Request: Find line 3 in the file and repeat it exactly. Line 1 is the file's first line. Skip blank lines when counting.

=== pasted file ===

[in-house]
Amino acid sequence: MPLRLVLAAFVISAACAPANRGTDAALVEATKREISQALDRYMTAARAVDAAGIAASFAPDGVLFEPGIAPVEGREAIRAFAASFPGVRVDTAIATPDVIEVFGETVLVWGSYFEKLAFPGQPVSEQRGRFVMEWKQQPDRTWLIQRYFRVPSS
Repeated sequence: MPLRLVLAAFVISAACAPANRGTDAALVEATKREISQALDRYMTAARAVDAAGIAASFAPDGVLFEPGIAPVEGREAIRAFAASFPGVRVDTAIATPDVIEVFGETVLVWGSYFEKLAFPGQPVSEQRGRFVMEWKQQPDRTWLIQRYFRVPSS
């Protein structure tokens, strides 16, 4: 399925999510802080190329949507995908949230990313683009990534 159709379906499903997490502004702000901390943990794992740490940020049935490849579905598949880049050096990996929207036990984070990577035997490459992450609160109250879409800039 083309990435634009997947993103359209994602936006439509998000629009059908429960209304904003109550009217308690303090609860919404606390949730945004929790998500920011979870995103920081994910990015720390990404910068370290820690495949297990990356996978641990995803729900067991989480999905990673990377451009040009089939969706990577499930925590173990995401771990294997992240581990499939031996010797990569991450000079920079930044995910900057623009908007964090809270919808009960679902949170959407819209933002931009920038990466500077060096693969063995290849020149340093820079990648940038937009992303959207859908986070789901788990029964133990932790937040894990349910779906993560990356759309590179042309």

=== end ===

Repeated sequence: MPLRLVLAAFVISAACAPANRGTDAALVEATKREISQALDRYMTAARAVDAAGIAASFAPDGVLFEPGIAPVEGREAIRAFAASFPGVRVDTAIATPDVIEVFGETVLVWGSYFEKLAFPGQPVSEQRGRFVMEWKQQPDRTWLIQRYFRVPSS